Bavette With Smoked Garlic Béarnaise & Pickled Shallots
by Michael Corvino, Chef, The American, Kansas City, Missouri
The idea behind this recipe is a creative approach to classic flavors—sweet and smoke, acid and fat—that are versatile with many cuts of and preparations for beef. Other steaks work well in this dish, as do braised or roasted cuts. At The American, we often choose this preparation for Certified Piedmontese ribeye, but the bavette is my favorite, as it’s pleasantly chewy and packed with flavor.
- 1 Certified Piedmontese bavette steak
- 3 tablespoons canola oil
- Salt and pepper, to taste
- 1 sprig fresh thyme
- 4 ounces whole butter
- 1 tablespoon Maldon sea salt
Pull the steak from the refrigerator, pat dry, and let rest for 1 to 2 hours prior to cooking. Heat a cast iron pan on high for 10 minutes, then reduce heat to medium-high. Season steak liberally with salt and pepper. Place 1 tablespoon of the oil in cast iron, place steak in the pan. Allow to sear for about 2 minutes and turn over. Sear for 1 to 2 minutes. Add another tablespoon of canola oil, butter, and thyme, and turn heat to low. The butter will start to bubble. Turn steak over and, using large kitchen spoon, baste the steak with the bubbling butter as it is infusing with thyme. Baste for only 1 to 2 minutes, then remove steak to a resting tray. Allow to rest for 5 to 7 minutes, turning over half way through. Slice, season with Maldon salt. Serve with Smoked Garlic Béarnaise and Pickled Shallots (recipes follow).
Smoked Garlic Béarnaise
- 2 egg yolks
- 1 teaspoon Dijon mustard
- 1 tablespoon Tarragon Reduction (recipe follows)
- Hot water, as needed
- 1½ cups Smoked Garlic Oil (recipe follows)
Prepare a double boiler with a metal mixing bowl that rests securely atop the saucepot with a couple of inches of overhang. Fill the pot half full and bring to a boil. Reduce to medium heat. In the mixing bowl, combine egg yolks, Dijon, and Tarragon Reduction. Place on top of the sauce pot and whisk the egg yolk mixture over heat continuously for 4 to 5 minutes, until the mixture is a pale yellow color and falls from the whisk in ribbons. The mixture should double in volume. Be careful that the egg does not get too hot, as it will scramble; remove the bowl from the pot throughout the process to reduce heat as needed. Place the mixing bowl on a kitchen towel to secure, and drizzle in the garlic oil while whisking continuously to emulsify. The béarnaise should be the consistency of thin mayonnaise, and taste acidic like a warm vinaigrette. If the mixture starts becoming too thick, whisk in a touch of hot water. Season with salt. Wrap with plastic and store in a warm area next to the stove until ready to serve.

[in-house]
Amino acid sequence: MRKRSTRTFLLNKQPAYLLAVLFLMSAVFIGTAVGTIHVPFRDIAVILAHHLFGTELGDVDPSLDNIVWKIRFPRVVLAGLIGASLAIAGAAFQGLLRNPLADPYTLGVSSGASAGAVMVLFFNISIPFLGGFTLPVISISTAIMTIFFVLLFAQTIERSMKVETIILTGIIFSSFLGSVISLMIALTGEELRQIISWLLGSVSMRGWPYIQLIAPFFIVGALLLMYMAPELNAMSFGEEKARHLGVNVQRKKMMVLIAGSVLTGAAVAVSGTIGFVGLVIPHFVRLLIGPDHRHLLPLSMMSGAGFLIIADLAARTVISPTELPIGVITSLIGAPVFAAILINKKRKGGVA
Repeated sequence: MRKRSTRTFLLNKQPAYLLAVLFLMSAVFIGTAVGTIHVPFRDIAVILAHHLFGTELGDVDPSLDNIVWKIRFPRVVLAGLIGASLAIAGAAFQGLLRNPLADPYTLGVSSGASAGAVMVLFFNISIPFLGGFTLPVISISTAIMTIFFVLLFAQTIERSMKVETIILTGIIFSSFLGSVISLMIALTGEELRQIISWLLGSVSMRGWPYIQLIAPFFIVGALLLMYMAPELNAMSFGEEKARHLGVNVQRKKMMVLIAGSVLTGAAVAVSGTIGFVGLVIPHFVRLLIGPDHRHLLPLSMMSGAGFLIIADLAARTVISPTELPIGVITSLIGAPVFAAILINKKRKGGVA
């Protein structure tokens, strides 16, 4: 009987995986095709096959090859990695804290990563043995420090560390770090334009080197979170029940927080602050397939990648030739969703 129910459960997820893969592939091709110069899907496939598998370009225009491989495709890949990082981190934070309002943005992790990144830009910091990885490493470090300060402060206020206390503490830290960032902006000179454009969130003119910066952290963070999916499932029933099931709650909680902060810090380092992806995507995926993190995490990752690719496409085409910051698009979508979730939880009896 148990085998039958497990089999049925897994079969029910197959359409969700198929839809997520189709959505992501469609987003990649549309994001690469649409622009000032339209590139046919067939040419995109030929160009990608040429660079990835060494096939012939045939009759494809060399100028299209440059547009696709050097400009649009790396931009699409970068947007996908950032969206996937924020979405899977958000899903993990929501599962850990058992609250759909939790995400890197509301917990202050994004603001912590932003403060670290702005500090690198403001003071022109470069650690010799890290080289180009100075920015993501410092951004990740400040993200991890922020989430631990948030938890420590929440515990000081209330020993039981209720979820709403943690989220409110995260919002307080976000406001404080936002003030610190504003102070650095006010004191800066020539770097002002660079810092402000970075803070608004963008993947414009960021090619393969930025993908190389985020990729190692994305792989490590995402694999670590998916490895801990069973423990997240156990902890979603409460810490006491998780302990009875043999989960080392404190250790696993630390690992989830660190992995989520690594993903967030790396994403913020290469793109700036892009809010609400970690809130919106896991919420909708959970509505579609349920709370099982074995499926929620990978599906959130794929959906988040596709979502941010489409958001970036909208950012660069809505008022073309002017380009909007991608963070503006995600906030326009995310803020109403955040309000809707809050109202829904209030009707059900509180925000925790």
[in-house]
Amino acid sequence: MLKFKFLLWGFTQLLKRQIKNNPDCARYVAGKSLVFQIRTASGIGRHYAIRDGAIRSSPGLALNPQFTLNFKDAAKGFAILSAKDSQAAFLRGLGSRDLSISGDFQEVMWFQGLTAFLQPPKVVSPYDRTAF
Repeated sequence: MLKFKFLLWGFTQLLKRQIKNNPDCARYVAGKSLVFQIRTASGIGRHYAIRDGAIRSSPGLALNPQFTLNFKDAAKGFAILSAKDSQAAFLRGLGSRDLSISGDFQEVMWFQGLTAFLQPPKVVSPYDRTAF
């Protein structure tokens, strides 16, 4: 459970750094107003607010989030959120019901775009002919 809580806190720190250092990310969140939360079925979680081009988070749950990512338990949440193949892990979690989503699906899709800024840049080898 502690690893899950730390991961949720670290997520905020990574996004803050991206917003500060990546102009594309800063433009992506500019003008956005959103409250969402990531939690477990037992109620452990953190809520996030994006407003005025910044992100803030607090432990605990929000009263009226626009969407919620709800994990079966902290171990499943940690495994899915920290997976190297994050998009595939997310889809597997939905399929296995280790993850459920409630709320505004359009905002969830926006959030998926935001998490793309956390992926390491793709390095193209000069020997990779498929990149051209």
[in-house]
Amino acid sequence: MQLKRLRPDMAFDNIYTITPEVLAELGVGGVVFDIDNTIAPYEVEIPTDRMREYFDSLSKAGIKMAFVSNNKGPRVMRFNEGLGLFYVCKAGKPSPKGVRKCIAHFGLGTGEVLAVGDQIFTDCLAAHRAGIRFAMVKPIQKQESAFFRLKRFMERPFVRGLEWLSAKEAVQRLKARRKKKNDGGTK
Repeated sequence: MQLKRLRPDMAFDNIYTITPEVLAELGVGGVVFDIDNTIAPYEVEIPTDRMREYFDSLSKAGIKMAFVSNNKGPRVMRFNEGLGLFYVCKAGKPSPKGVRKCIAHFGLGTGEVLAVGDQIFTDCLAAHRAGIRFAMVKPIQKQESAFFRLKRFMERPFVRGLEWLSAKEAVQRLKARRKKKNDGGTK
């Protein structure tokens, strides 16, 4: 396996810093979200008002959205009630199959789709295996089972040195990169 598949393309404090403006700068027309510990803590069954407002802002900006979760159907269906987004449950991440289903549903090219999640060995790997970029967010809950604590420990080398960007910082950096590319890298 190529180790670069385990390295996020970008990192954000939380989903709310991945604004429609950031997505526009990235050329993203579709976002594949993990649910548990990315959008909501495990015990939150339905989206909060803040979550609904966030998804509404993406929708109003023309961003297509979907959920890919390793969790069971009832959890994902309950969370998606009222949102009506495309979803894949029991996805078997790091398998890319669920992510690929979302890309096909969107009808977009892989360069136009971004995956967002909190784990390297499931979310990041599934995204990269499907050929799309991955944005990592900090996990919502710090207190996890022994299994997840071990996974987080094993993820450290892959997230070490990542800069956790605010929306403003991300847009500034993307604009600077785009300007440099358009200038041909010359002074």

- 3 cups white balsamic vinegar
- 1 bunch tarragon
- 1 teaspoon peppercorns
- 1 bay leaf
In a saucepot, combine all ingredients and bring to a boil. Adjust to a simmer and reduce to ¾ to 1 cup. Strain and reserve.
Smoked Garlic Oil
- 3 cups canola oil
- 1 headgarlic
- Smoking wood such as mesquite, cherry, hickory
Preheat a smoker to 300°F and add wood to smoke; any kind of outdoor barbecue will work, but if using a gas grill place wood directly on the cooking surface. Cut the garlic in half crosswise, place in a sauce pot or metal pan, and cover with oil. Place the pan in the smoker for 30 to 40 minutes. When ready, roasted garlic should be fully cooked and tender, sweet and not harsh. Remove and chill. Reserve until ready to use.
- ½ cupChampagne vinegar
- ½ cupwater
- ½ cup sugar
- 1 tablespoon yellow mustard seeds
- Salt, to taste
- 4 large shallots, sliced into ⅛-inch rings
In a saucepot, combine all ingredients, except shallots, and bring to a boil to dissolve sugar. Reduce the pickling liquid to a simmer, season with salt, then add the shallots and cook for one minute. Remove from heat and chill. Reserve until ready to use.